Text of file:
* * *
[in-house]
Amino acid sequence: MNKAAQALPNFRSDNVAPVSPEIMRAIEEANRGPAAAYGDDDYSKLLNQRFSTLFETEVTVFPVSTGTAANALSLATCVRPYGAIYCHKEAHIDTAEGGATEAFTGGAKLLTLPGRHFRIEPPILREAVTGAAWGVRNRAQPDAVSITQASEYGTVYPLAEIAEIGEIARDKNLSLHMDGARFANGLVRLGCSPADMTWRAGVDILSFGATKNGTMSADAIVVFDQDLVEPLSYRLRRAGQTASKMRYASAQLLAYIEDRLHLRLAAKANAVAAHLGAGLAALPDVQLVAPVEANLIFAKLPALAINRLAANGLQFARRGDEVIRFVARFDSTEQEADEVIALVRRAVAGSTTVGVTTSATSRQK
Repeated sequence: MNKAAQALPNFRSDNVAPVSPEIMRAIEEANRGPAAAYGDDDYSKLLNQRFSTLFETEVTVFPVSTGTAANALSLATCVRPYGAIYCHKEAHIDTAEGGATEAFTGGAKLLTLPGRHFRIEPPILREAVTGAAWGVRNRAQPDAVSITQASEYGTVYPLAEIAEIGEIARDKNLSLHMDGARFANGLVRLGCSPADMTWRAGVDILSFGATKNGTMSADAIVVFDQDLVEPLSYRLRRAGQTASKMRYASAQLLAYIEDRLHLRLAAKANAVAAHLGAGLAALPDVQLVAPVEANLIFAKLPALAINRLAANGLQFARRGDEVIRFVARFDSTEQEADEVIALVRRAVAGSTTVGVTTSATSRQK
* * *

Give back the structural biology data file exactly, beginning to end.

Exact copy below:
[in-house]
Amino acid sequence: MNKAAQALPNFRSDNVAPVSPEIMRAIEEANRGPAAAYGDDDYSKLLNQRFSTLFETEVTVFPVSTGTAANALSLATCVRPYGAIYCHKEAHIDTAEGGATEAFTGGAKLLTLPGRHFRIEPPILREAVTGAAWGVRNRAQPDAVSITQASEYGTVYPLAEIAEIGEIARDKNLSLHMDGARFANGLVRLGCSPADMTWRAGVDILSFGATKNGTMSADAIVVFDQDLVEPLSYRLRRAGQTASKMRYASAQLLAYIEDRLHLRLAAKANAVAAHLGAGLAALPDVQLVAPVEANLIFAKLPALAINRLAANGLQFARRGDEVIRFVARFDSTEQEADEVIALVRRAVAGSTTVGVTTSATSRQK
Repeated sequence: MNKAAQALPNFRSDNVAPVSPEIMRAIEEANRGPAAAYGDDDYSKLLNQRFSTLFETEVTVFPVSTGTAANALSLATCVRPYGAIYCHKEAHIDTAEGGATEAFTGGAKLLTLPGRHFRIEPPILREAVTGAAWGVRNRAQPDAVSITQASEYGTVYPLAEIAEIGEIARDKNLSLHMDGARFANGLVRLGCSPADMTWRAGVDILSFGATKNGTMSADAIVVFDQDLVEPLSYRLRRAGQTASKMRYASAQLLAYIEDRLHLRLAAKANAVAAHLGAGLAALPDVQLVAPVEANLIFAKLPALAINRLAANGLQFARRGDEVIRFVARFDSTEQEADEVIALVRRAVAGSTTVGVTTSATSRQK